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"StayBrite" or "Never Dull" EGA's


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#1 teufelhunde.ret

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Posted 15 May 2007 - 10:51 AM

Quote from GARY on EGA post of 5.14.07

ďAs for the shiny finishes? I imagine we all have in our collections those StayBrite or "Never Dull" M1937 EM dress emblems from the WWII period that have never been polished and never will be and they're still as shiny as the day they were made and that was 60+ years ago, so what we need to find out is if manufacturers had the technique to make emblems with these finishes from 1920 on? ď

Gary, the answer may lay in the screw post keeper that just arrived on the Officers 1926 Meyer "fire Bronze". I am not familiar with that name on these keepers, however, if these are original to the emblem (will post emblem photo's later), these were likely made in 1927/8... here may be the answer to the question? Regards;

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#2 teufelhunde.ret

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Posted 20 May 2007 - 06:25 AM

The same roller in use on a 1926 officer's collar emblem...

Anyone with information of this company or the Staybright & Never Dull finish on emblems or keeper's?

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#3 Bob Hudson

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Posted 20 May 2007 - 06:57 AM

There is a Staybrite lacquer spray for brass and being a lacquer product it could have been around fro a long time but I can't find anything on that. However, the Ira Green Company which makes "Sta-Brite" militray insignia has been around since 1943.

The lacquer spray is described as "Keeps brass at its shiniest. Unlike conventional lacquers, Staybrite actually reacts chemically with the metal surface creating a tough, permanent seal against tarnish. "

There is an process for making non-tarnishing brass that appears to have been around for quite a while. One company describes the process as "Non-tarnishing brass is a finish which looks like brass plating but will give superior performance. We create this finish with a deposit of gold which has been alloyed to achieve the color of brass."

Another company calls their process for doing this "Lumin": "Waterworks exclusive finish of non tarnishing brass. This is an alloy of gold and nickel, electroplated over a nickel base which has been applied to a solid brass product."

I think the older pieces, even pre-WWII, could indeed have been electroplated brass, unlike the "Sta-Brite" insignia, which, I have read, may be anodized aluminum electroplated with a gold alloy.

I don't think the lacquer based "Staybrite" is on older insignia. We've probably all seen older lacquer coated brass lamps, etc. where the lacquer has worn off in places and it starts to look very unattractive.

#4 GLM *Deceased*

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Posted 22 May 2007 - 04:19 PM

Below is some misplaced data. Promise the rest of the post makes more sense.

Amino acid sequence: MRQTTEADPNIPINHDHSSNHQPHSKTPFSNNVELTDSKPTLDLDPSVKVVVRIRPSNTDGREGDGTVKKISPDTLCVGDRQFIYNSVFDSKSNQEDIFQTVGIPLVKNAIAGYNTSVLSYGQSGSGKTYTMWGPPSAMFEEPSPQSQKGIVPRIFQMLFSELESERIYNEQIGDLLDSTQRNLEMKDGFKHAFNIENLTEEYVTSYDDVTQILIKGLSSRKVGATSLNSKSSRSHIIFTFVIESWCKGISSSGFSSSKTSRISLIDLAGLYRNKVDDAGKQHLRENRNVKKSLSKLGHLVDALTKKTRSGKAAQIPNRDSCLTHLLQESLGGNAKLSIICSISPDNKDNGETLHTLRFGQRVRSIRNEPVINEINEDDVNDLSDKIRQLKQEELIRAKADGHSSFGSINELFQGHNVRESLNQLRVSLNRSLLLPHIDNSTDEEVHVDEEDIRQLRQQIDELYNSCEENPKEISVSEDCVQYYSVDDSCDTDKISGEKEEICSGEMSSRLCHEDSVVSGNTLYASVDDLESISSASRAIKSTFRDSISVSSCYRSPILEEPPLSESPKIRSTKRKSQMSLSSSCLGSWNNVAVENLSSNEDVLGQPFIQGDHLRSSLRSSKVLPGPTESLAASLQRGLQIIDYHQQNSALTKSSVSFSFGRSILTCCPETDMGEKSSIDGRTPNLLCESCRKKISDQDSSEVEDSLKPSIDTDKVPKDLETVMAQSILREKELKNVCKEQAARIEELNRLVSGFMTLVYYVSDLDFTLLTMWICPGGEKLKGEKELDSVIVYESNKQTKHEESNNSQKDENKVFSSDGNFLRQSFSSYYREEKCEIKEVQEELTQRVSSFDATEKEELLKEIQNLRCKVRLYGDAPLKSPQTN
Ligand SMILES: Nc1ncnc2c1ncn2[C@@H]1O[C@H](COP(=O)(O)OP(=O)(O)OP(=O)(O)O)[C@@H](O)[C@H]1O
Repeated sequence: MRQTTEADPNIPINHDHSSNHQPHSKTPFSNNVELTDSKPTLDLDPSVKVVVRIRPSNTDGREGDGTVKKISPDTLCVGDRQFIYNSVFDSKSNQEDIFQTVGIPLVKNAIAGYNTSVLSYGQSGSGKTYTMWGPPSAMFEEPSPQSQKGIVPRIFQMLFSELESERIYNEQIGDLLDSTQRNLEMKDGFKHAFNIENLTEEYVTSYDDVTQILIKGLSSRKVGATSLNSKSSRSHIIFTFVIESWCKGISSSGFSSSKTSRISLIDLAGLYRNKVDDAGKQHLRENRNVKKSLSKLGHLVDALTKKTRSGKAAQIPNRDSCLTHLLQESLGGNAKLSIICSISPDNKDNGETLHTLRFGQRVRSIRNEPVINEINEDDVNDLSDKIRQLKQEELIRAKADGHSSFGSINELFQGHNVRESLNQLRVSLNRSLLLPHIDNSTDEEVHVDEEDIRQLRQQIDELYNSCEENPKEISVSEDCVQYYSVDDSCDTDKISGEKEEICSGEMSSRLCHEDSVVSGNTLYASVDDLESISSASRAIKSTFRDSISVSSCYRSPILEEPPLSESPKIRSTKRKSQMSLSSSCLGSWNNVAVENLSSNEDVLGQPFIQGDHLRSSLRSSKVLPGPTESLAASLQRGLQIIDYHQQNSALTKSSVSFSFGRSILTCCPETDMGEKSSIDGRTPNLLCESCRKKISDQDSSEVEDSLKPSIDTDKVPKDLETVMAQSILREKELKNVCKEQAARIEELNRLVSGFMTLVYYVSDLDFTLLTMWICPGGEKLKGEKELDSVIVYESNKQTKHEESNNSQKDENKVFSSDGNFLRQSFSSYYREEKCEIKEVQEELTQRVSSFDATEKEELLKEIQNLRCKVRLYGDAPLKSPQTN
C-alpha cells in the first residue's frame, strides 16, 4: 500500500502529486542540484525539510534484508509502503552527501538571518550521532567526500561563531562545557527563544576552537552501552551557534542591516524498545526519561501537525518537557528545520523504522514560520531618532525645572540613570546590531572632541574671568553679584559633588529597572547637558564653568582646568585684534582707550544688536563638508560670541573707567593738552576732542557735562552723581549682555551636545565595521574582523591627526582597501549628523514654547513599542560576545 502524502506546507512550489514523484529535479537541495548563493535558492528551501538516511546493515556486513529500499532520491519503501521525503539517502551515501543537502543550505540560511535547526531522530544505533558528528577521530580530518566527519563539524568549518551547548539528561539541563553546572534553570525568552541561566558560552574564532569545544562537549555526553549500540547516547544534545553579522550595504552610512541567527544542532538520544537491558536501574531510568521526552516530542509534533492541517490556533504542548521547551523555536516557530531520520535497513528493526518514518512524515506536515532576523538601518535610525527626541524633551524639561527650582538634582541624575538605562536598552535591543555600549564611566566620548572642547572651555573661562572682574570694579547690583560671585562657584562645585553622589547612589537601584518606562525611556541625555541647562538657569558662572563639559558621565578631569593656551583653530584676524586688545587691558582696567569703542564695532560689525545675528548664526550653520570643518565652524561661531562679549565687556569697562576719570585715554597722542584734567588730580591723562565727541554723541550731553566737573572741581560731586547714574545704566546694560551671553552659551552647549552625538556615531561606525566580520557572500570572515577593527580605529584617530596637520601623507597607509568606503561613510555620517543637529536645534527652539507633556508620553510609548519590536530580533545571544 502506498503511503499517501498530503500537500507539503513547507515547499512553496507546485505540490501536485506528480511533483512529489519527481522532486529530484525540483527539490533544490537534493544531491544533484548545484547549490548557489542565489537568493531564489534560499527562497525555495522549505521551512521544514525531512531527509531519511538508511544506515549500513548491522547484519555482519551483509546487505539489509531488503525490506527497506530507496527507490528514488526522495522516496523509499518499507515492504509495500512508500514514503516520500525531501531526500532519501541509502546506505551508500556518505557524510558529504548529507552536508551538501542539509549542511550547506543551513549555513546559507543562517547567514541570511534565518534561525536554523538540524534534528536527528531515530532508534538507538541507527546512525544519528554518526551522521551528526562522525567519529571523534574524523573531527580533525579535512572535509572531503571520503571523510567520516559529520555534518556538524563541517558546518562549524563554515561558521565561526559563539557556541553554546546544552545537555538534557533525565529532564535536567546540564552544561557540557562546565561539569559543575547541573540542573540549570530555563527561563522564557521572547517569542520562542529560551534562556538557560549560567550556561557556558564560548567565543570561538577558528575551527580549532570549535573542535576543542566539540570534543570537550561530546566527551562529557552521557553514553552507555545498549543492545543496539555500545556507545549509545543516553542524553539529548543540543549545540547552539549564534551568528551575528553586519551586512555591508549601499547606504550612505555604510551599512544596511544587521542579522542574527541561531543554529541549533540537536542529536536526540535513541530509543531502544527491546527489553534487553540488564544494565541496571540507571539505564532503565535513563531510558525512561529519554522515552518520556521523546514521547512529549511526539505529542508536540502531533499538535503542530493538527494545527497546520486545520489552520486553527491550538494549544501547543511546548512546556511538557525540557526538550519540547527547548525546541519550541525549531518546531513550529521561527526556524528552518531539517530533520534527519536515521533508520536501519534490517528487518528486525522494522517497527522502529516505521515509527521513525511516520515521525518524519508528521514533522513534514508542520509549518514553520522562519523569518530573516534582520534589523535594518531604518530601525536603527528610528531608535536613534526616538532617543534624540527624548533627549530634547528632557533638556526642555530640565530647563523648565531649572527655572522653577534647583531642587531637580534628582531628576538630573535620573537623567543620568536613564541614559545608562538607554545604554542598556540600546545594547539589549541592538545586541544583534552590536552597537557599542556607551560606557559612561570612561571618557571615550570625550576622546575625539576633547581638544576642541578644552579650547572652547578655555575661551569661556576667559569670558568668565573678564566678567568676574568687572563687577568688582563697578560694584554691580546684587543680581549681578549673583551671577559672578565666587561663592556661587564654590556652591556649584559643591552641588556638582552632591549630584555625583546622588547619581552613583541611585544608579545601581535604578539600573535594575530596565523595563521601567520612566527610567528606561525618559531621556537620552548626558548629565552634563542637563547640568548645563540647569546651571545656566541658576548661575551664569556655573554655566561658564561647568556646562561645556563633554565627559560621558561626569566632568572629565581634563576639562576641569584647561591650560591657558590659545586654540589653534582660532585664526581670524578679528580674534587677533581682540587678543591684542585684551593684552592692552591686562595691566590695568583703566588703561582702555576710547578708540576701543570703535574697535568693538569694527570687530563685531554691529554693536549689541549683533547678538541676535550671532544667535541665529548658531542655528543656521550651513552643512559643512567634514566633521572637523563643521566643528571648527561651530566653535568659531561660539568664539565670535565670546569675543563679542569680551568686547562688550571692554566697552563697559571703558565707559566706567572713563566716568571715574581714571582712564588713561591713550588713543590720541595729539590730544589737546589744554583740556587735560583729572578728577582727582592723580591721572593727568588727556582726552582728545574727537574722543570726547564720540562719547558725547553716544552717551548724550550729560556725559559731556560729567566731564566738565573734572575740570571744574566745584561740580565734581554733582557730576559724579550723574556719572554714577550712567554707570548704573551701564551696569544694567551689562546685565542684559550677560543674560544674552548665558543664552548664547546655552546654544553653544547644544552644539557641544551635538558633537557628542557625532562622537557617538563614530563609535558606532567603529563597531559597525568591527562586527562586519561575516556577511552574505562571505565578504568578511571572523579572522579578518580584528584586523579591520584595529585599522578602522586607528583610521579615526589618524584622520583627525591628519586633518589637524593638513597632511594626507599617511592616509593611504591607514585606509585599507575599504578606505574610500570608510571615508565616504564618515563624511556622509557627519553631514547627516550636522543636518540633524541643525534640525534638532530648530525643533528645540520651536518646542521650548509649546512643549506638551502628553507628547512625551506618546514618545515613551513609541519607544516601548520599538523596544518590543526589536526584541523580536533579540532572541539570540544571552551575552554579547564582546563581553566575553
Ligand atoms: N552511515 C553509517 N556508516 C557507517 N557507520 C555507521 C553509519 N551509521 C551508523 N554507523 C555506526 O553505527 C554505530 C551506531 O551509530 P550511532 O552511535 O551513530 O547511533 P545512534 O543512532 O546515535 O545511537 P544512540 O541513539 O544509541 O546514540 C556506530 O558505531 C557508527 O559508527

There is a Staybrite lacquer spray for brass and being a lacquer product it could have been around fro a long time but I can't find anything on that. However, the Ira Green Company which makes "Sta-Brite" militray insignia has been around since 1943.

The lacquer spray is described as "Keeps brass at its shiniest. Unlike conventional lacquers, Staybrite actually reacts chemically with the metal surface creating a tough, permanent seal against tarnish. "

There is an process for making non-tarnishing brass that appears to have been around for quite a while. One company describes the process as "Non-tarnishing brass is a finish which looks like brass plating but will give superior performance. We create this finish with a deposit of gold which has been alloyed to achieve the color of brass."

Another company calls their process for doing this "Lumin": "Waterworks exclusive finish of non tarnishing brass. This is an alloy of gold and nickel, electroplated over a nickel base which has been applied to a solid brass product."

I think the older pieces, even pre-WWII, could indeed have been electroplated brass, unlike the "Sta-Brite" insignia, which, I have read, may be anodized aluminum electroplated with a gold alloy.

I don't think the lacquer based "Staybrite" is on older insignia. We've probably all seen older lacquer coated brass lamps, etc. where the lacquer has worn off in places and it starts to look very unattractive.


Here is a cover and collar set made by NS Meyer. The finish is definitely "Stay Bright" or "Never Dull" and I've often wondered what process in manufacturer was used to result in never having to polish these. Is it possible that they could have been treated with a lacquer finish? There doesn't appear to be any evidence of lacquer, but what does one look for? Because of the hallmarks and finish, I'm fairly certain that this set was one of the last produced prior to the emblem design changeover in 1962, but because the cover emblem is stamped sterling, why no dulling to the finish? I have much later M1962 officer dress emblems that are marked sterling and DO tarnish with the best of the much earlier emblems. The matching collar emblems aren't marked sterling, but have the same "washed on" gold appearance. I'm not familiar with electroplating, so is it possible for this process as an option to the finishes?
Gary

Cover Emblem

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#5 GLM *Deceased*

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Posted 22 May 2007 - 04:20 PM

And the matching collar set

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#6 Bob Hudson

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Posted 22 May 2007 - 06:08 PM